When Fran Vera started teaching first grade at Davis School, women and girls wore skirts and dresses, most students walked to school and Davis was its own tiny school district.
Since then, Vera has seen fashions become more liberal, the proliferation of buses and the school district merged with Lodi Unified School District.
After 39 years with the school, Vera plans to retire in two weeks.
District officials say she may have broken a record for Lodi Unified for the number of years she has taught at one school site.
Even more unique, Vera has taught the same grade the entire time, except for one year when she instructed a combination class of first- and second-grade students.
Vera, 60, jokes her career longevity may run in the family.
Her father owned a drugstore and worked as a pharmacist for 49 years in Stockton. "I don't think I could have worked until then," she said.
As for her teaching selection, Vera said it was a natural choice - first grade is the most impressionable.
Vera has taught more than 1,100 students during her time at Davis. Some former students stop by the school to visit occasionally, she said.
Two of Vera's former students work alongside her at Davis. Teachers Dawn Drake and Karen Hoff said Vera inspired many students to work hard and achieve their goals.
"She expects the best out of her children," Hoff said. "She's really made an impact on the whole community."
Drake echoed her sentiment.
"She's one of the reasons I went into teaching," Drake said.
Drake remembers Vera's beehive hairdo when she was a student in her class in 1965.
Though the hairdo has since changed, Drake said Vera's patient and loving demeanor with her students hasn't.
"All the children love her," she said.
Davis Principal Kathy Scott calls Vera a "natural" teacher.
Scott first met Vera when she taught kindergarten in an adjacent classroom.
Vera always came to work with a smile and never raised her voice at the children, Scott said.
Sitting on the floor Friday, Vera read a large book, "The Way to Captain Yankee's" with the students who listened attentively.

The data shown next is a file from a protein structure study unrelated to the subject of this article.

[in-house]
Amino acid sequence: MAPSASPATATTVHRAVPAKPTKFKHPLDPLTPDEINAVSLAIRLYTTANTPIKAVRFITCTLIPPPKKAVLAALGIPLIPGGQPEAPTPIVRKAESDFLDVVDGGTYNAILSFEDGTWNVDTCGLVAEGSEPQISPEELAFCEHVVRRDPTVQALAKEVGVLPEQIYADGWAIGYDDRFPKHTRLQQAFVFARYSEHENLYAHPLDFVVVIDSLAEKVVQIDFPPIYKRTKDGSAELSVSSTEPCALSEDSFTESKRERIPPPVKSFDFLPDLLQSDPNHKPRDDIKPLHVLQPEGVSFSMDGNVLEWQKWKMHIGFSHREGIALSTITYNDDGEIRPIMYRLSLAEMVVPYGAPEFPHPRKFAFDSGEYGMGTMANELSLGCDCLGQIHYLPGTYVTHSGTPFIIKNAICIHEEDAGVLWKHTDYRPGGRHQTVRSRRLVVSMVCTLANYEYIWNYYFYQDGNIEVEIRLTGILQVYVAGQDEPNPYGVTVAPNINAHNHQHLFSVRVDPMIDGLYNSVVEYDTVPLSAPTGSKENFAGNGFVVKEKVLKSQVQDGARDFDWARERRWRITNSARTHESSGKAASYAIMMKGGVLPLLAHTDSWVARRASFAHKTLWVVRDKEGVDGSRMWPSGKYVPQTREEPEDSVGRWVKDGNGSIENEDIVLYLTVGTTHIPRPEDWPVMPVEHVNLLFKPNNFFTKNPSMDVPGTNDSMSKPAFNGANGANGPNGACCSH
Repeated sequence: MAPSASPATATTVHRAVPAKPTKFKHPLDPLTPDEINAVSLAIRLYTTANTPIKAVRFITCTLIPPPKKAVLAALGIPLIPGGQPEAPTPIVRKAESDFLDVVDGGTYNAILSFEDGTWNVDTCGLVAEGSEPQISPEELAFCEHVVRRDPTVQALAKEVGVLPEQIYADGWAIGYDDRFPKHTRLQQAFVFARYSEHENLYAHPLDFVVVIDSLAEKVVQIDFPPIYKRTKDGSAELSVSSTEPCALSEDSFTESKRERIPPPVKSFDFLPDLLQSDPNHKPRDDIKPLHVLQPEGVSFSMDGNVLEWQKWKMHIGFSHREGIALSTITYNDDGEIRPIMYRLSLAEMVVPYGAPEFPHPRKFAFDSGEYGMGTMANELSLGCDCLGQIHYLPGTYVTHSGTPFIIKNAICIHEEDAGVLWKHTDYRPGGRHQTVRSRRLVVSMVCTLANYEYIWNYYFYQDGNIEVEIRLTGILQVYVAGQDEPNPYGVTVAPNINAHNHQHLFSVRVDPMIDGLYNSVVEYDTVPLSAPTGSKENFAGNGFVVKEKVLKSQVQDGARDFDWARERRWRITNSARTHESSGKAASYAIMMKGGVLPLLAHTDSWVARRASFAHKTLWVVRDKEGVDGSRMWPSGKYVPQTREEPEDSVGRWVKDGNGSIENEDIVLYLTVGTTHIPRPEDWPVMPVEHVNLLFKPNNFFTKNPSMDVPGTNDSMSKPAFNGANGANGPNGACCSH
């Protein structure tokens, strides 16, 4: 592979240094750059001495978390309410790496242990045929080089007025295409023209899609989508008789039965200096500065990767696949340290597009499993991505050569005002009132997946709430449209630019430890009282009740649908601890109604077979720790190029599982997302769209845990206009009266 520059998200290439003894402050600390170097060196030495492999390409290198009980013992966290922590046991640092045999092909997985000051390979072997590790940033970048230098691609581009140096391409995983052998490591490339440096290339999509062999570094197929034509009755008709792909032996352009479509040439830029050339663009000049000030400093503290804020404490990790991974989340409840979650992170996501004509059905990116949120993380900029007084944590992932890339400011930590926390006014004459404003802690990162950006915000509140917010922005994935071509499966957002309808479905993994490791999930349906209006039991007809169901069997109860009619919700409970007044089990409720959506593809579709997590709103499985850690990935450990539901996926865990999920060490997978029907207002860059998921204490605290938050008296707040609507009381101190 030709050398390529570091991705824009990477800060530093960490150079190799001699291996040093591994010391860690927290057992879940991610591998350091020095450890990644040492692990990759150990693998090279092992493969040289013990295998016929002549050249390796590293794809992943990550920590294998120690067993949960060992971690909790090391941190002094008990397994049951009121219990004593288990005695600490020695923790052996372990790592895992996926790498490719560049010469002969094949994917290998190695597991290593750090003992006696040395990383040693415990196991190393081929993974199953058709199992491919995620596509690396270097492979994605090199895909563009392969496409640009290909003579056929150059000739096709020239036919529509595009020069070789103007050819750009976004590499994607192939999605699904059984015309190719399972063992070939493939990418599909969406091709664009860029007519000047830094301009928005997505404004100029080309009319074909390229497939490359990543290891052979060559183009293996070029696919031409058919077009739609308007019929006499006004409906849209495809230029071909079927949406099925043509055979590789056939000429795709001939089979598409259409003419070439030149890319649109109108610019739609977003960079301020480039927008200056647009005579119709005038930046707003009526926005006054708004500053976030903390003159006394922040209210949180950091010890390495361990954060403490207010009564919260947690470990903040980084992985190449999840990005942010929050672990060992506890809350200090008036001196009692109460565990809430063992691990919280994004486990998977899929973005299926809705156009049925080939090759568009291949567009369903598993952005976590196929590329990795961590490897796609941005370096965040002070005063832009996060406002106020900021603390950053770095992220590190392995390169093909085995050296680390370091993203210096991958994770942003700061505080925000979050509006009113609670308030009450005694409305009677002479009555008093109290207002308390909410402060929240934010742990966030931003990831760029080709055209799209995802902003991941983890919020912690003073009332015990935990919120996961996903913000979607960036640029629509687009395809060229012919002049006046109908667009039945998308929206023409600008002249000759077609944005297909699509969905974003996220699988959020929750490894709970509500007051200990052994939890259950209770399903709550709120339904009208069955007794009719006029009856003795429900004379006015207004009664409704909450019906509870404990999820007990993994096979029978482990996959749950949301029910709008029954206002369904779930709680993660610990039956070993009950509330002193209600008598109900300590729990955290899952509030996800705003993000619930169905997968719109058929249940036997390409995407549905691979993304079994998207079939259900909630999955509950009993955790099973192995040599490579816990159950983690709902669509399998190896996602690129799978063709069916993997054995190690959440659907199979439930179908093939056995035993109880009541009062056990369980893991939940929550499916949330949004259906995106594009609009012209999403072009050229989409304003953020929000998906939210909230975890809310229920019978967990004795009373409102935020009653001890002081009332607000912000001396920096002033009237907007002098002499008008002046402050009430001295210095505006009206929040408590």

Scott points to Vera's attributes.
"What I've found extremely impressive is she remains current in her teaching," Scott said. "She's always embraced change with open arms."
Vera said she learned her flexibility early in her career.
She's seen education change through new reading programs, the addition of computers to the classroom and the creation of a year-round schedule.
"I'm glad I was able to go with it," Vera said. "That was the key to surviving 39 years."
She's also observed more academic challenges presented to students in the classroom.
"The curriculum has changed tremendously," she said. "Students are required to know much more now."
The Stockton native said she always knew she wanted to teach.
After graduating from St. Mary's High School in 1957, she went to study at California State University, Sacramento majoring in Spanish. She graduated in 1961 and started working for the kindergarten through eighth-grade school in the fall.
Her retirement was well thought out, she said.
"I pondered it several times in the past. My friend said, 'Don't do it until you're ready,'" she said.
With her 60th birthday passing and the new millennium approaching, she knew it was time.
Vera will miss the daily contact with children the most, she said.
She plans to travel with her husband, John Vera, to Paris and Italy in the fall.
She also intends to work as a volunteer with neglected and abused children perhaps at the Mary Graham Children's Shelter, she said.
"I could continue to enjoy (teaching), but I just feel you have to stop sometime," she said.
Comments about this story? Send mail to Julie Zuber Giese